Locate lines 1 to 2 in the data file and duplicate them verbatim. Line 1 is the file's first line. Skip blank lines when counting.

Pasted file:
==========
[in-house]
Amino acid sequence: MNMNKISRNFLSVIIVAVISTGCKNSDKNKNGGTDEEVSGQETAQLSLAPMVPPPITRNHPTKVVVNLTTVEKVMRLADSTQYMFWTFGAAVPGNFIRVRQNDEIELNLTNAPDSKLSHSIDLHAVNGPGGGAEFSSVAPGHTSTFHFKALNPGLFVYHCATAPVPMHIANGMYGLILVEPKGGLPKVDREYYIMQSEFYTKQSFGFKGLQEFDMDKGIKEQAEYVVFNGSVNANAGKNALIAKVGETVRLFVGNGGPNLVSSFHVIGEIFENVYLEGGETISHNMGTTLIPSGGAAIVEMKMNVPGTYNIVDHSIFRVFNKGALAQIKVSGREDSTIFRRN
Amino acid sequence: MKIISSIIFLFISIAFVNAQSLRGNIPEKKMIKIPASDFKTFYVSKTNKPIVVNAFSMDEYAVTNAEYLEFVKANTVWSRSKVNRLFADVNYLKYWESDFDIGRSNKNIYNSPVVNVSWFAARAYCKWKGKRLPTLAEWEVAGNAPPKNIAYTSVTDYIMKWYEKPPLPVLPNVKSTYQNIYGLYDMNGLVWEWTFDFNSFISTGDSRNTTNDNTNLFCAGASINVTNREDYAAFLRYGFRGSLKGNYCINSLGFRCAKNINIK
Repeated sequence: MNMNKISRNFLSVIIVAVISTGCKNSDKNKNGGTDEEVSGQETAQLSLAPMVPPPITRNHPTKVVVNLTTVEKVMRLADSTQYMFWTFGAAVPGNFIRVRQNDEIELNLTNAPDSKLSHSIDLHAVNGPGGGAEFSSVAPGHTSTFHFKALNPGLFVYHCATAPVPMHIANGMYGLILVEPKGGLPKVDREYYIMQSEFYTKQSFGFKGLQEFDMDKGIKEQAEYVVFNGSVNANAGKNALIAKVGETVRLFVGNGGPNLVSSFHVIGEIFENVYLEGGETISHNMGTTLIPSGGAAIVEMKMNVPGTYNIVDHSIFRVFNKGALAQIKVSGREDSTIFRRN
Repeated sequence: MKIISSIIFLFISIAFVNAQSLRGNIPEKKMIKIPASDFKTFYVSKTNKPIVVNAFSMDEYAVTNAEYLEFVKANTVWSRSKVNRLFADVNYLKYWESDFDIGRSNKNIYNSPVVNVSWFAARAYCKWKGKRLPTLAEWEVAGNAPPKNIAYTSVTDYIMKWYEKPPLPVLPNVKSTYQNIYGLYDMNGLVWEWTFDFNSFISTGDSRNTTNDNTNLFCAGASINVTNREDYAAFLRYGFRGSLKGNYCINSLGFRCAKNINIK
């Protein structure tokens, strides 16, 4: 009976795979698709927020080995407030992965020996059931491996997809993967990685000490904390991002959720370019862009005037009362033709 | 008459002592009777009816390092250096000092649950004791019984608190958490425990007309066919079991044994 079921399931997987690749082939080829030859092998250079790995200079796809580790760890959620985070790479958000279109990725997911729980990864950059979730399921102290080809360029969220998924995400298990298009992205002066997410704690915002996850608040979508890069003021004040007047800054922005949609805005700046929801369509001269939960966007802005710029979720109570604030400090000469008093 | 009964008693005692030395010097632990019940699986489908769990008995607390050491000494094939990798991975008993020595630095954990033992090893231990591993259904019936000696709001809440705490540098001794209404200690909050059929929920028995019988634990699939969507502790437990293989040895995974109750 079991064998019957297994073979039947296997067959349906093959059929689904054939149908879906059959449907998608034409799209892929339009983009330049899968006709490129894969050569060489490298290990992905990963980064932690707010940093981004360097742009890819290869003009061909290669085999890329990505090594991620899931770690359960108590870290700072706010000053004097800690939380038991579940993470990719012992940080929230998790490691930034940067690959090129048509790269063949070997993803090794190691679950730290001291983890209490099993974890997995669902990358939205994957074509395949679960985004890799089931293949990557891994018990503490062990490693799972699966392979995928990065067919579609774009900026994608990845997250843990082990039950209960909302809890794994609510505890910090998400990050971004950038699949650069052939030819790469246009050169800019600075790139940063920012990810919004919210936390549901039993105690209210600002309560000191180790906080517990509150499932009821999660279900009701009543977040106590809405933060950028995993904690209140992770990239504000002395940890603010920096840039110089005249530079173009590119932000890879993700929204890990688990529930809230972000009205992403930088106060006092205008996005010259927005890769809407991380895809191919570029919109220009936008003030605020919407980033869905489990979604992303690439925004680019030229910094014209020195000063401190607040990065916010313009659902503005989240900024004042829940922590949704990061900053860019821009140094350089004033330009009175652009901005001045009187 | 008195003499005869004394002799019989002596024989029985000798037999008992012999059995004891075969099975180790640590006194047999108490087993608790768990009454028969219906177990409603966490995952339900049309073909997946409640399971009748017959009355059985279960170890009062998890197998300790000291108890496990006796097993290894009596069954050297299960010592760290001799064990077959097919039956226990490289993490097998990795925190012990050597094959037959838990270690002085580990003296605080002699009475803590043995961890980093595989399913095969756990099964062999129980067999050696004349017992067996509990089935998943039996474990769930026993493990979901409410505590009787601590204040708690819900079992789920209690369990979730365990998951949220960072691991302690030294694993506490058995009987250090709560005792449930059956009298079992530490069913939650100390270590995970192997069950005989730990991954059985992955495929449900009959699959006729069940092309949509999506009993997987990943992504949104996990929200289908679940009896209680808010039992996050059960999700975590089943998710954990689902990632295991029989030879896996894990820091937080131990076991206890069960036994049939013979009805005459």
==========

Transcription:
[in-house]
Amino acid sequence: MNMNKISRNFLSVIIVAVISTGCKNSDKNKNGGTDEEVSGQETAQLSLAPMVPPPITRNHPTKVVVNLTTVEKVMRLADSTQYMFWTFGAAVPGNFIRVRQNDEIELNLTNAPDSKLSHSIDLHAVNGPGGGAEFSSVAPGHTSTFHFKALNPGLFVYHCATAPVPMHIANGMYGLILVEPKGGLPKVDREYYIMQSEFYTKQSFGFKGLQEFDMDKGIKEQAEYVVFNGSVNANAGKNALIAKVGETVRLFVGNGGPNLVSSFHVIGEIFENVYLEGGETISHNMGTTLIPSGGAAIVEMKMNVPGTYNIVDHSIFRVFNKGALAQIKVSGREDSTIFRRN